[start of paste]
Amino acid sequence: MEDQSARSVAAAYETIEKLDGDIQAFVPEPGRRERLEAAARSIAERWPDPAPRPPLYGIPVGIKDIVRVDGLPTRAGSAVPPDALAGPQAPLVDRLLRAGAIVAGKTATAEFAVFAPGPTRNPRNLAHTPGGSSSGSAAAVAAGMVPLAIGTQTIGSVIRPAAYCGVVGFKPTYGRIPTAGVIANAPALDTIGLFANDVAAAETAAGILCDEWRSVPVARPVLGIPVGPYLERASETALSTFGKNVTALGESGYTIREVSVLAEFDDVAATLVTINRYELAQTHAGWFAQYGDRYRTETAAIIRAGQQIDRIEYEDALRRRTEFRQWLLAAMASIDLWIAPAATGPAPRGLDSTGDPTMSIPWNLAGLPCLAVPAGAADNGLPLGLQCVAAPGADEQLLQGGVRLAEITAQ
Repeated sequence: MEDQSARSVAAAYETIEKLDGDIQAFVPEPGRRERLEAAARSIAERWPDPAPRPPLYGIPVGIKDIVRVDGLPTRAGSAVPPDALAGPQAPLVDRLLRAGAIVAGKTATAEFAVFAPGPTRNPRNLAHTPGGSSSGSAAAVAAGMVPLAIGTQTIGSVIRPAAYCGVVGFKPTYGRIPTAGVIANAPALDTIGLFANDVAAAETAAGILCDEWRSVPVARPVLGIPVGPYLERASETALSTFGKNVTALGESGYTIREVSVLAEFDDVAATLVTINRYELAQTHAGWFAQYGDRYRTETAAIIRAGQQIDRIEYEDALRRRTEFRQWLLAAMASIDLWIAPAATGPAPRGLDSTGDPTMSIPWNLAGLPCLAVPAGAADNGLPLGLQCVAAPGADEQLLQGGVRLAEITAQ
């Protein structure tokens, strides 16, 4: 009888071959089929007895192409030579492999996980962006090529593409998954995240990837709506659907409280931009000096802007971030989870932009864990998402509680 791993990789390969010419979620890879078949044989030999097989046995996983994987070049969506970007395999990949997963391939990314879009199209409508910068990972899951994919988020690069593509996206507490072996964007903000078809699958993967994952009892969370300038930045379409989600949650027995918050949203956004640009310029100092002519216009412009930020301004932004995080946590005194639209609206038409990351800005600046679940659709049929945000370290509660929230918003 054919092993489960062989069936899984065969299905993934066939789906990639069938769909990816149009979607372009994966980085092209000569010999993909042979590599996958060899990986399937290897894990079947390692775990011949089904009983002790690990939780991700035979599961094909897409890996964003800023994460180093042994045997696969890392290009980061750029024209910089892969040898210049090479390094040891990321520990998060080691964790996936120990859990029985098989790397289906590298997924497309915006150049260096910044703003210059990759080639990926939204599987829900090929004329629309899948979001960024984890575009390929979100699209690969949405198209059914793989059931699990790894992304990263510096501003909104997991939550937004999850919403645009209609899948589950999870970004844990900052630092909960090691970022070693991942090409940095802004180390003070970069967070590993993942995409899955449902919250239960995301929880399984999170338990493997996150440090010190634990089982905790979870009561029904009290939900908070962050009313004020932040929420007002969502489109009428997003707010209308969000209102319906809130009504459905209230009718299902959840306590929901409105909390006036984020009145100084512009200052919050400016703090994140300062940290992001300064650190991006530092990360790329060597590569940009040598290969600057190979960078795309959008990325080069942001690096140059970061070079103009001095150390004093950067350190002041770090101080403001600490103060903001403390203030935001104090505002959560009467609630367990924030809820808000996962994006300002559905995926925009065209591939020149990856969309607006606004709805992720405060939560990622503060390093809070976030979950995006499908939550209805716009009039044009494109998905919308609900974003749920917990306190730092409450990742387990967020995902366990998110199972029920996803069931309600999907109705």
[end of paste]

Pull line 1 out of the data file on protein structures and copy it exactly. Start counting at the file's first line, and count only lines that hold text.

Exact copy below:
Amino acid sequence: MEDQSARSVAAAYETIEKLDGDIQAFVPEPGRRERLEAAARSIAERWPDPAPRPPLYGIPVGIKDIVRVDGLPTRAGSAVPPDALAGPQAPLVDRLLRAGAIVAGKTATAEFAVFAPGPTRNPRNLAHTPGGSSSGSAAAVAAGMVPLAIGTQTIGSVIRPAAYCGVVGFKPTYGRIPTAGVIANAPALDTIGLFANDVAAAETAAGILCDEWRSVPVARPVLGIPVGPYLERASETALSTFGKNVTALGESGYTIREVSVLAEFDDVAATLVTINRYELAQTHAGWFAQYGDRYRTETAAIIRAGQQIDRIEYEDALRRRTEFRQWLLAAMASIDLWIAPAATGPAPRGLDSTGDPTMSIPWNLAGLPCLAVPAGAADNGLPLGLQCVAAPGADEQLLQGGVRLAEITAQ